Defining antisemitism

Margaret Hodge was on R4 this morning saying that someone who said on social media that Israel is a racist state is an antisemite and would be classed as such by the 'full' IHRA definition, which is what she wanted. The full IHRA definition's adoption will result in teams of Blairites trawling through the social media accounts of leftwingers looking for such comments in order to report folk and get them suspended/disciplined (as they did to many thousands of Labour members during the last leadership contest in order to prevent them voting for Corbyn). This is antisemitism weaponised, and is precisely why Kenneth Stern, who drafted the source document for the IHRA definition, now rejects his own definition. It's a threat to free speech (POSTSCRIPT & CORRECTION: this is not substantiated in fact, as Stern only says his definition ought not to be enforced on campus; however, the arguments he makes for not enforcing it on campus appear to apply equally re. Labour Party membership).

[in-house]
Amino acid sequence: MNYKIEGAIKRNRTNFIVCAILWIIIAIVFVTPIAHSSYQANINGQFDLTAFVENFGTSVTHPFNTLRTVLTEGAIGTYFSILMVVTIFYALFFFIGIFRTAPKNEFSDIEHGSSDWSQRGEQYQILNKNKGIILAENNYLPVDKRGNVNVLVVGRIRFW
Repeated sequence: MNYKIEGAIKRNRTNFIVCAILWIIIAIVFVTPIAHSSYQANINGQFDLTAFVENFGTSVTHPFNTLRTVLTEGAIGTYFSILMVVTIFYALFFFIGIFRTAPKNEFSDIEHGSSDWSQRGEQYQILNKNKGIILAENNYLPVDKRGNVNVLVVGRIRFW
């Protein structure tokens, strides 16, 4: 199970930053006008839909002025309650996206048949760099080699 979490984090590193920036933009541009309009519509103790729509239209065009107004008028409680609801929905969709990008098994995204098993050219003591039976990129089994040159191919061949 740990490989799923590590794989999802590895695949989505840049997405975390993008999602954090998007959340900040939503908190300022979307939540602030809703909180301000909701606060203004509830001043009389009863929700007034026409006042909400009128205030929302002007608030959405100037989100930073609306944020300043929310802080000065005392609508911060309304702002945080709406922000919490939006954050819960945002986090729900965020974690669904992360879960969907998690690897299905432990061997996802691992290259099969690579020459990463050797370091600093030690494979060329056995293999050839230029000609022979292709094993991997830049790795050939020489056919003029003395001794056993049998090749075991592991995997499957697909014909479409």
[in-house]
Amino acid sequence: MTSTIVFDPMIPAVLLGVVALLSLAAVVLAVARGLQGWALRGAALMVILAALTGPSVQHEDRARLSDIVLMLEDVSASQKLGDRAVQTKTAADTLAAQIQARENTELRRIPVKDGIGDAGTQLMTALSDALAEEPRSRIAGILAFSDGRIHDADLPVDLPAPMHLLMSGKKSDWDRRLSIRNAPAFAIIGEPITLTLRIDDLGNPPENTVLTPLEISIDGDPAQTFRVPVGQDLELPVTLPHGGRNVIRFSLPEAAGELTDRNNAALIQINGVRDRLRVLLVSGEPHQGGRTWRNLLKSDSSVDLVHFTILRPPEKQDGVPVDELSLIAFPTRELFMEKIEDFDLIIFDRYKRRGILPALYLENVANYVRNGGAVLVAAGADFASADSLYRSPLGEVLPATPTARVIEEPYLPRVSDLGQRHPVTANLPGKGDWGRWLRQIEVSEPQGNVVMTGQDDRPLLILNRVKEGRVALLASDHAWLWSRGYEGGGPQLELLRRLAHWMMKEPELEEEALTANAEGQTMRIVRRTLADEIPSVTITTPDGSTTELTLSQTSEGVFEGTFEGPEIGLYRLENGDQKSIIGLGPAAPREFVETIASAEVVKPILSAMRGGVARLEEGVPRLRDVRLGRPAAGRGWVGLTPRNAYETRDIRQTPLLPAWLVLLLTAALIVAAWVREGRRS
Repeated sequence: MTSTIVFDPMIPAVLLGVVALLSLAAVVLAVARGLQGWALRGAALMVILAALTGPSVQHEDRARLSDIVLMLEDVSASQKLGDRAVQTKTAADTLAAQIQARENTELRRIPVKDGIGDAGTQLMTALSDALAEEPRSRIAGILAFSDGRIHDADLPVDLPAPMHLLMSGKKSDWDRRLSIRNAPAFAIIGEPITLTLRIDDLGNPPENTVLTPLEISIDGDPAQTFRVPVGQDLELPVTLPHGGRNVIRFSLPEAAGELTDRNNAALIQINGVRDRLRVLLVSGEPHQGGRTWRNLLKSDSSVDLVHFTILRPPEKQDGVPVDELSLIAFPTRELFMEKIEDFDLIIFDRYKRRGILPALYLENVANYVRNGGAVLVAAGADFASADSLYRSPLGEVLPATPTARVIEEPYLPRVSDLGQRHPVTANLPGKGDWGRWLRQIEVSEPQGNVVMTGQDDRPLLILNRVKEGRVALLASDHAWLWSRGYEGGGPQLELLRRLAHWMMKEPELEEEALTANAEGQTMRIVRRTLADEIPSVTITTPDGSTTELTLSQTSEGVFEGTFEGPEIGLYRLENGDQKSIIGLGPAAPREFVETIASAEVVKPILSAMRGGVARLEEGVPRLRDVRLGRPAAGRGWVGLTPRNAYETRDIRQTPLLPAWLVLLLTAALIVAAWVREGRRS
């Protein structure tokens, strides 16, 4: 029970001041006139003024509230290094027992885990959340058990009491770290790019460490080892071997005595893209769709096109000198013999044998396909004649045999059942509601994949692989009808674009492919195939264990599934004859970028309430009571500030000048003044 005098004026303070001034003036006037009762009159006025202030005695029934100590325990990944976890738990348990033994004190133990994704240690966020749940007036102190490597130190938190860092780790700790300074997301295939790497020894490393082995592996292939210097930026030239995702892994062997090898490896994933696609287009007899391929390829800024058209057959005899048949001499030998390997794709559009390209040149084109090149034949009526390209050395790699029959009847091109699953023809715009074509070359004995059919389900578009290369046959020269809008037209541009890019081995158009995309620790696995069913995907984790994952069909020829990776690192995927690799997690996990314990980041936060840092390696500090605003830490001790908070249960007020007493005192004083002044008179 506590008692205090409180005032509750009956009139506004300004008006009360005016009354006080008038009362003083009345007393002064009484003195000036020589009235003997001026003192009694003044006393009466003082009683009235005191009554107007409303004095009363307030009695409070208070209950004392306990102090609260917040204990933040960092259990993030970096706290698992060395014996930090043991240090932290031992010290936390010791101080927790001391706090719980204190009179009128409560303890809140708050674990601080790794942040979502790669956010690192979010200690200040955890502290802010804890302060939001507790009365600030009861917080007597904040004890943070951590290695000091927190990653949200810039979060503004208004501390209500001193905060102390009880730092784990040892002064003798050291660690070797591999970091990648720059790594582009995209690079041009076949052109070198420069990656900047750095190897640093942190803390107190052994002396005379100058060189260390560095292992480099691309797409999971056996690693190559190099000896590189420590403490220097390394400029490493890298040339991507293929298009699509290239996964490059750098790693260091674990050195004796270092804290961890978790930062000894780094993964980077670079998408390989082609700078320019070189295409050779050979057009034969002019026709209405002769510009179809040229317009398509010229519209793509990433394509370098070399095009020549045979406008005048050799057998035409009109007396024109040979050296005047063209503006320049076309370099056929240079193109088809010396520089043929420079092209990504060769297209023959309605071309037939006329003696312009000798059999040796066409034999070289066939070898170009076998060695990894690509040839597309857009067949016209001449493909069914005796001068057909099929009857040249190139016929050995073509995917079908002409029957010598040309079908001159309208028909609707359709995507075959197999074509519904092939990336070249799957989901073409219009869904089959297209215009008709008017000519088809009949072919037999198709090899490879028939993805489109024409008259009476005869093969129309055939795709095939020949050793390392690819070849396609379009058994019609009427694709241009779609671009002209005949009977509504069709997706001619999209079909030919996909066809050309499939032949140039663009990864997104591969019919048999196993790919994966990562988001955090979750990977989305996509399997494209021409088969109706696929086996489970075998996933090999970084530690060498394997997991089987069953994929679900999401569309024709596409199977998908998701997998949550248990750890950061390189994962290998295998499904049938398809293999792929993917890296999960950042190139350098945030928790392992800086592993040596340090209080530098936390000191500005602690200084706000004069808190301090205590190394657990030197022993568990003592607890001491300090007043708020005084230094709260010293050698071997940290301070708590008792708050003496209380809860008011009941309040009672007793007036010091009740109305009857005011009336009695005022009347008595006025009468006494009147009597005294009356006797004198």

The example Hodge wants in, and which Stern, who effectively drafted it, now expresses concerns about, is:

'Denying the Jewish people their right to self-determination, e.g., by claiming that the existence of a State of Israel is a racist endeavor.'

Stern explains one problem with this example below (if you want to see his whole testimony go to:…/…/Stern-Testimony-11.07.17.pdf )

Why do self-styled defenders of free speech (like Nick Cohen) who are justifiably quick to attack when bogus accusation of Islamophobia are used to stifle free speech on campus (e.g. the Mariam Namazie case), want this definition adopted by Labour given that, as Stern also says below, it will have the exact same chilling effect?